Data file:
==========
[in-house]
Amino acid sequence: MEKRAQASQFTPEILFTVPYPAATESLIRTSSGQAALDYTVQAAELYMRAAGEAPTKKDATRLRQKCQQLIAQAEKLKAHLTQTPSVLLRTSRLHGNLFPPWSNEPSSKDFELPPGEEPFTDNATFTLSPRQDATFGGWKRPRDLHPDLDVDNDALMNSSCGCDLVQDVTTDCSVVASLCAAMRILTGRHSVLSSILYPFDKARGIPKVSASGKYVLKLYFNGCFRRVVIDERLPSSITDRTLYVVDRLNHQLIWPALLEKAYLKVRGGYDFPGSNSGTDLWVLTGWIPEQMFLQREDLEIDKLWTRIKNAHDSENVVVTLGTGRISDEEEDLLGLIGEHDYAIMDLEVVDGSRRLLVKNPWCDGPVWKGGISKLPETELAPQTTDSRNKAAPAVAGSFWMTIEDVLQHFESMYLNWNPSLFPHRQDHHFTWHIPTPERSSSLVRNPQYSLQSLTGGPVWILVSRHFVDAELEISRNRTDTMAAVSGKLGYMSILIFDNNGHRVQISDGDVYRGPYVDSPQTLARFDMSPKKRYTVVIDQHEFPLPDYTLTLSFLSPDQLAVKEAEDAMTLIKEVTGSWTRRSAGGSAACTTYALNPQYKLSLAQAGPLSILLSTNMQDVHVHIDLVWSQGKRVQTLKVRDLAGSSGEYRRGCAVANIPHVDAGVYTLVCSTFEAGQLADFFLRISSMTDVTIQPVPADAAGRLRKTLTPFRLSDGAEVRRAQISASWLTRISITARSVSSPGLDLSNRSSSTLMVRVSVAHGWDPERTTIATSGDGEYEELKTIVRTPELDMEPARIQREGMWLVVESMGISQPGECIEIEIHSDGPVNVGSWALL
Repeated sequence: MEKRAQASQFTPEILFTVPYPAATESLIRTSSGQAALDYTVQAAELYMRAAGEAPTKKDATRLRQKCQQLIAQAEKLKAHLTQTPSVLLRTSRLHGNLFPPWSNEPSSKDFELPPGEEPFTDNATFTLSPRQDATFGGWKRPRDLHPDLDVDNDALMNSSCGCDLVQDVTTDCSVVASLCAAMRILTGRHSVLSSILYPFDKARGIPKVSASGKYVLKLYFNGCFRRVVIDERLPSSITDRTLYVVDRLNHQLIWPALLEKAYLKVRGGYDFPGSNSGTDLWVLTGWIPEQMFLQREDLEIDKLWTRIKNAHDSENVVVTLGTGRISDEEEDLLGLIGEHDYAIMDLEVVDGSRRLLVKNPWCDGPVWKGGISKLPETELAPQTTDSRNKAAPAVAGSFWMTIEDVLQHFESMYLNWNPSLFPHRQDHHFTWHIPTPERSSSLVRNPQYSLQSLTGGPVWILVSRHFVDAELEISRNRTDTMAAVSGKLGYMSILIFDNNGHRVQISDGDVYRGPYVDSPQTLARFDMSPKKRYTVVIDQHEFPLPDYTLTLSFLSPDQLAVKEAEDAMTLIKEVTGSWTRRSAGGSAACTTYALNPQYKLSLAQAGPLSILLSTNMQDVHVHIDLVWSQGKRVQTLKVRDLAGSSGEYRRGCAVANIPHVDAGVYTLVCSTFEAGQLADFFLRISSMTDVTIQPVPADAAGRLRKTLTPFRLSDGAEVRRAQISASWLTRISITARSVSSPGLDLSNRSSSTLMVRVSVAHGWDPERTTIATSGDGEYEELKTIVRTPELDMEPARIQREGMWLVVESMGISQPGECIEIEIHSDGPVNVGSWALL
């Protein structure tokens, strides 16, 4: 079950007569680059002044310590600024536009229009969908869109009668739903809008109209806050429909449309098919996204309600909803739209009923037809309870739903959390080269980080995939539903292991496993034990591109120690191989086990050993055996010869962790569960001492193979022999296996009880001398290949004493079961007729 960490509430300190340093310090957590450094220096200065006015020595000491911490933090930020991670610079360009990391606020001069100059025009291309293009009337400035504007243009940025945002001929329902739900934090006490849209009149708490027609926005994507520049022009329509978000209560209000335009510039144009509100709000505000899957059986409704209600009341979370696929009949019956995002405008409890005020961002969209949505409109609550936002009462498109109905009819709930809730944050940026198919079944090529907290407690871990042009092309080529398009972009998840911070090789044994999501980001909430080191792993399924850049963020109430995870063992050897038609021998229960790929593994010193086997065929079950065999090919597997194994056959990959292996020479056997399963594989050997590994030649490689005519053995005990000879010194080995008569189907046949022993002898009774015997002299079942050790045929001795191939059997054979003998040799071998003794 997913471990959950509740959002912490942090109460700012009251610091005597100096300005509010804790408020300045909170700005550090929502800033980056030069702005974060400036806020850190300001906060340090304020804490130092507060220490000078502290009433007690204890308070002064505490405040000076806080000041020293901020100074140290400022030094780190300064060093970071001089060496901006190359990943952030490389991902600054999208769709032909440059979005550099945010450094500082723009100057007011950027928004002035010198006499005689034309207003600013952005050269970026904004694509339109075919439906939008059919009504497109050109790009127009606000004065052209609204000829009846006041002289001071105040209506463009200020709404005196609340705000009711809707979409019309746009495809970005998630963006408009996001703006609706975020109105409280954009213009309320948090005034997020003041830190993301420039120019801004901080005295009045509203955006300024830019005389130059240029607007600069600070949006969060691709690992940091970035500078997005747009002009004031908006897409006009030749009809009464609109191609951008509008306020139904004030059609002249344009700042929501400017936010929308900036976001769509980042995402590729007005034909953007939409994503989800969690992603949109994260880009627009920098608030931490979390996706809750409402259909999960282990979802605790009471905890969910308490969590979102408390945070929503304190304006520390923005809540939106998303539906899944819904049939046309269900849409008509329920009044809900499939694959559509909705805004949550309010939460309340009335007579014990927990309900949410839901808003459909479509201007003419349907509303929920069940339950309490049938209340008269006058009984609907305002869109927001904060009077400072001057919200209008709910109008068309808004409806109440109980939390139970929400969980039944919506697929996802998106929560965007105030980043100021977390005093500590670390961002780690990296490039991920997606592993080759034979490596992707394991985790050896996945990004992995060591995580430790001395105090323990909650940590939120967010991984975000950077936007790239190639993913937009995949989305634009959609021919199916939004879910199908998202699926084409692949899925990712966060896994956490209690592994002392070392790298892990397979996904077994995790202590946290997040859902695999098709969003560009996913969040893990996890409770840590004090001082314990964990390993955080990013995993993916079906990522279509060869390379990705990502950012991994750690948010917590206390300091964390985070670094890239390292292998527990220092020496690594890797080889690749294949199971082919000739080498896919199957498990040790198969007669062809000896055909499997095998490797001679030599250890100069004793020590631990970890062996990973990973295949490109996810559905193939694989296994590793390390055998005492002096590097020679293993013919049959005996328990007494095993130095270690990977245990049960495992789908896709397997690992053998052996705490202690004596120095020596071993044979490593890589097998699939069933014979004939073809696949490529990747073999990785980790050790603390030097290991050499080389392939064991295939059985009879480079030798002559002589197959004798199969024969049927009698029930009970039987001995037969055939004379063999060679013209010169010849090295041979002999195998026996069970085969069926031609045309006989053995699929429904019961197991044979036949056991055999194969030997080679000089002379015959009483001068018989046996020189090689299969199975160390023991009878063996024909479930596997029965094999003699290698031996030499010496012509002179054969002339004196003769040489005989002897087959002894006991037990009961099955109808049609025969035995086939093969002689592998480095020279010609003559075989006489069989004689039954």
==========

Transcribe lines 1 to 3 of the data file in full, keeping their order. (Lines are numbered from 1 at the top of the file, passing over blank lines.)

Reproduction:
[in-house]
Amino acid sequence: MEKRAQASQFTPEILFTVPYPAATESLIRTSSGQAALDYTVQAAELYMRAAGEAPTKKDATRLRQKCQQLIAQAEKLKAHLTQTPSVLLRTSRLHGNLFPPWSNEPSSKDFELPPGEEPFTDNATFTLSPRQDATFGGWKRPRDLHPDLDVDNDALMNSSCGCDLVQDVTTDCSVVASLCAAMRILTGRHSVLSSILYPFDKARGIPKVSASGKYVLKLYFNGCFRRVVIDERLPSSITDRTLYVVDRLNHQLIWPALLEKAYLKVRGGYDFPGSNSGTDLWVLTGWIPEQMFLQREDLEIDKLWTRIKNAHDSENVVVTLGTGRISDEEEDLLGLIGEHDYAIMDLEVVDGSRRLLVKNPWCDGPVWKGGISKLPETELAPQTTDSRNKAAPAVAGSFWMTIEDVLQHFESMYLNWNPSLFPHRQDHHFTWHIPTPERSSSLVRNPQYSLQSLTGGPVWILVSRHFVDAELEISRNRTDTMAAVSGKLGYMSILIFDNNGHRVQISDGDVYRGPYVDSPQTLARFDMSPKKRYTVVIDQHEFPLPDYTLTLSFLSPDQLAVKEAEDAMTLIKEVTGSWTRRSAGGSAACTTYALNPQYKLSLAQAGPLSILLSTNMQDVHVHIDLVWSQGKRVQTLKVRDLAGSSGEYRRGCAVANIPHVDAGVYTLVCSTFEAGQLADFFLRISSMTDVTIQPVPADAAGRLRKTLTPFRLSDGAEVRRAQISASWLTRISITARSVSSPGLDLSNRSSSTLMVRVSVAHGWDPERTTIATSGDGEYEELKTIVRTPELDMEPARIQREGMWLVVESMGISQPGECIEIEIHSDGPVNVGSWALL
Repeated sequence: MEKRAQASQFTPEILFTVPYPAATESLIRTSSGQAALDYTVQAAELYMRAAGEAPTKKDATRLRQKCQQLIAQAEKLKAHLTQTPSVLLRTSRLHGNLFPPWSNEPSSKDFELPPGEEPFTDNATFTLSPRQDATFGGWKRPRDLHPDLDVDNDALMNSSCGCDLVQDVTTDCSVVASLCAAMRILTGRHSVLSSILYPFDKARGIPKVSASGKYVLKLYFNGCFRRVVIDERLPSSITDRTLYVVDRLNHQLIWPALLEKAYLKVRGGYDFPGSNSGTDLWVLTGWIPEQMFLQREDLEIDKLWTRIKNAHDSENVVVTLGTGRISDEEEDLLGLIGEHDYAIMDLEVVDGSRRLLVKNPWCDGPVWKGGISKLPETELAPQTTDSRNKAAPAVAGSFWMTIEDVLQHFESMYLNWNPSLFPHRQDHHFTWHIPTPERSSSLVRNPQYSLQSLTGGPVWILVSRHFVDAELEISRNRTDTMAAVSGKLGYMSILIFDNNGHRVQISDGDVYRGPYVDSPQTLARFDMSPKKRYTVVIDQHEFPLPDYTLTLSFLSPDQLAVKEAEDAMTLIKEVTGSWTRRSAGGSAACTTYALNPQYKLSLAQAGPLSILLSTNMQDVHVHIDLVWSQGKRVQTLKVRDLAGSSGEYRRGCAVANIPHVDAGVYTLVCSTFEAGQLADFFLRISSMTDVTIQPVPADAAGRLRKTLTPFRLSDGAEVRRAQISASWLTRISITARSVSSPGLDLSNRSSSTLMVRVSVAHGWDPERTTIATSGDGEYEELKTIVRTPELDMEPARIQREGMWLVVESMGISQPGECIEIEIHSDGPVNVGSWALL